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The problem with corporate climate targets

The problem with corporate climate targets

Thursday 29 April 2021

Emissions pledges have become a trendy tool through which companies show off their “green” credentials. They’re just talk

Teenagers with curfews – or adults who were once teenagers with curfews – know the feeling of partying with an eye on the clock. Earlier in the evening, there was a familial negotiation. Deadlines were set, promises made: “Be home. On time.” 

But, later, the teenager convinces themselves that five more minutes – ten, even – don’t matter. They will simply walk faster to the train or the bus. As long as they make it inside by the time the clock strikes, they’re in the clear.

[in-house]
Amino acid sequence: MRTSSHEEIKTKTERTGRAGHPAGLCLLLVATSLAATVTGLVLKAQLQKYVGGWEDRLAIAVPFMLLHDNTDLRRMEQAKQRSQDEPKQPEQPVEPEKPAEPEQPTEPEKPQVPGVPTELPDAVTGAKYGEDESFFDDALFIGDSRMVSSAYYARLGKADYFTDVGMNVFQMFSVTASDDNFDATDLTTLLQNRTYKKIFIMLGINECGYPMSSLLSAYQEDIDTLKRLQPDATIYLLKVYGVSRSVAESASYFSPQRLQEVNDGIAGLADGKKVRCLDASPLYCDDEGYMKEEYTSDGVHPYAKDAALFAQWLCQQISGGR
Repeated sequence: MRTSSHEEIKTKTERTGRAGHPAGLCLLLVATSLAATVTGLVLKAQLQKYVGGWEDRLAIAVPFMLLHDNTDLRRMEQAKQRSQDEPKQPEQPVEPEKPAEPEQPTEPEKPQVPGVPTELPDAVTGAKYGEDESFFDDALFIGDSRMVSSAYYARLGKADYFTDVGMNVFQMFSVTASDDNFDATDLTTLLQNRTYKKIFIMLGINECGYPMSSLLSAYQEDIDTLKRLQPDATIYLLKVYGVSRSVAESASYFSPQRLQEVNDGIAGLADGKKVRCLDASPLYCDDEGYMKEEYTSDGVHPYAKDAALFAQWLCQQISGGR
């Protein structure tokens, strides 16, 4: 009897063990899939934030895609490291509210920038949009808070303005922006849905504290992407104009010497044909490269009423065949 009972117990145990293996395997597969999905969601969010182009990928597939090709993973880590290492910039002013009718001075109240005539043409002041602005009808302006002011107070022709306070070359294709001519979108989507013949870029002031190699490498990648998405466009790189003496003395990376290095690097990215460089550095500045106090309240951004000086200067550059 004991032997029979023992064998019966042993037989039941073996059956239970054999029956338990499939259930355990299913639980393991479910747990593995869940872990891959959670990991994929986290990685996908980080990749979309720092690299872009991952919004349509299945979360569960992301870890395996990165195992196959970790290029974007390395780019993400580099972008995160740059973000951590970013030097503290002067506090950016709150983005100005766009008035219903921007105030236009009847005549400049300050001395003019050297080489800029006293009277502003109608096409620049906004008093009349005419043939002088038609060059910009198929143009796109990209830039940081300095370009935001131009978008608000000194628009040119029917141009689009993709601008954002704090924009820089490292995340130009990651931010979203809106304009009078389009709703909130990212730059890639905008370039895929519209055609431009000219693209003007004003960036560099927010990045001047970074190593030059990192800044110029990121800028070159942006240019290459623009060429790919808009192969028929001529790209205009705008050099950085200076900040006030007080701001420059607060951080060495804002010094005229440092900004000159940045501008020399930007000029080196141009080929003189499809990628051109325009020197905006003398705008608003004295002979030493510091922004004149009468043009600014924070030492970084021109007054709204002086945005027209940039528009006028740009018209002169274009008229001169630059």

Except we all know it doesn’t work like that. Ten minutes becomes a quarter of an hour, at least. They miss the bus by a whisker and, all of a sudden, they’re late. 

The future of this planet, and the quality of humankind’s existence on it, depends in large part on the world’s biggest companies rapidly cutting their carbon emissions to net zero by 2050, at the very latest. Really, it needs to happen much quicker. 

Of course, huge companies have far more power than teenagers. And with that power comes a truly vast level of responsibility. If they don’t make it home on time, we’re all in trouble. So you had better hope that companies’ promises to cut their emissions are not empty. You had better hope they have a plan. And you had better hope they stick to it.

According to the latest update to Tortoise’s Responsibility100 Index, 64 of the UK’s 100 biggest listed companies currently do have a plan to reach net zero, between now and 2060. And 29 have set out targets to specifically reduce their scope 1 and 2 emissions (those that are directly produced by them, or by the energy they use).